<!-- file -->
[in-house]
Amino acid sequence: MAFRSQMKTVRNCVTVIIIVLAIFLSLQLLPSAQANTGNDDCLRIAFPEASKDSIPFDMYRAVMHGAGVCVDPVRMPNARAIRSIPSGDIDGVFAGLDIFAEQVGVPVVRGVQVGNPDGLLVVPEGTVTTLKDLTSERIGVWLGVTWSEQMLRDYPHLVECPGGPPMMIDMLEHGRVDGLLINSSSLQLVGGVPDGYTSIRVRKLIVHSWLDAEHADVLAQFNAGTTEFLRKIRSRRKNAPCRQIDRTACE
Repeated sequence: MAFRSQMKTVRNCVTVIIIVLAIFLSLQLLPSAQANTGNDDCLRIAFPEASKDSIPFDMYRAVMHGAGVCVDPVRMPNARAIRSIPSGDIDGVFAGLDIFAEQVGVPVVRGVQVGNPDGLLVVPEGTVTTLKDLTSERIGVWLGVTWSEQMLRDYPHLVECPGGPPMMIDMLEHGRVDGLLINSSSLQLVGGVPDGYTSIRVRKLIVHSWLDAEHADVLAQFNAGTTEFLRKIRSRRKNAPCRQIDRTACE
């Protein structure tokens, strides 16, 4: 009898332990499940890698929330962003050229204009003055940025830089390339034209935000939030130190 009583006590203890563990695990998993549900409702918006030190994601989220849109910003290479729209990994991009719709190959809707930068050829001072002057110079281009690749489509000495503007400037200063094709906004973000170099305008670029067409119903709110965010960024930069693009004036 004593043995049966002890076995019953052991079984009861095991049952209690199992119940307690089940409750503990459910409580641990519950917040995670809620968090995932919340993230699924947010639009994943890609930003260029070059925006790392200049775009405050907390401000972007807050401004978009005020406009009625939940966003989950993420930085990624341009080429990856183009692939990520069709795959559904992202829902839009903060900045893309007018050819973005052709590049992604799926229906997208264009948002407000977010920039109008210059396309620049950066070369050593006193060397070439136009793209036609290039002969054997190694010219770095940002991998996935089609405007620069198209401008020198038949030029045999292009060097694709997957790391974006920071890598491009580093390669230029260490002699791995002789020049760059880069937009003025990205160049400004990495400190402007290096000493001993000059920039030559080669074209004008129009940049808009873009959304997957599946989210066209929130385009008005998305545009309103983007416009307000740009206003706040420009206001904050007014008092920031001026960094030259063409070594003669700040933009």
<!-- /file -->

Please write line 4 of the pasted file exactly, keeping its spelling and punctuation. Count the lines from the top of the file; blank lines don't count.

């Protein structure tokens, strides 16, 4: 009898332990499940890698929330962003050229204009003055940025830089390339034209935000939030130190 009583006590203890563990695990998993549900409702918006030190994601989220849109910003290479729209990994991009719709190959809707930068050829001072002057110079281009690749489509000495503007400037200063094709906004973000170099305008670029067409119903709110965010960024930069693009004036 004593043995049966002890076995019953052991079984009861095991049952209690199992119940307690089940409750503990459910409580641990519950917040995670809620968090995932919340993230699924947010639009994943890609930003260029070059925006790392200049775009405050907390401000972007807050401004978009005020406009009625939940966003989950993420930085990624341009080429990856183009692939990520069709795959559904992202829902839009903060900045893309007018050819973005052709590049992604799926229906997208264009948002407000977010920039109008210059396309620049950066070369050593006193060397070439136009793209036609290039002969054997190694010219770095940002991998996935089609405007620069198209401008020198038949030029045999292009060097694709997957790391974006920071890598491009580093390669230029260490002699791995002789020049760059880069937009003025990205160049400004990495400190402007290096000493001993000059920039030559080669074209004008129009940049808009873009959304997957599946989210066209929130385009008005998305545009309103983007416009307000740009206003706040420009206001904050007014008092920031001026960094030259063409070594003669700040933009």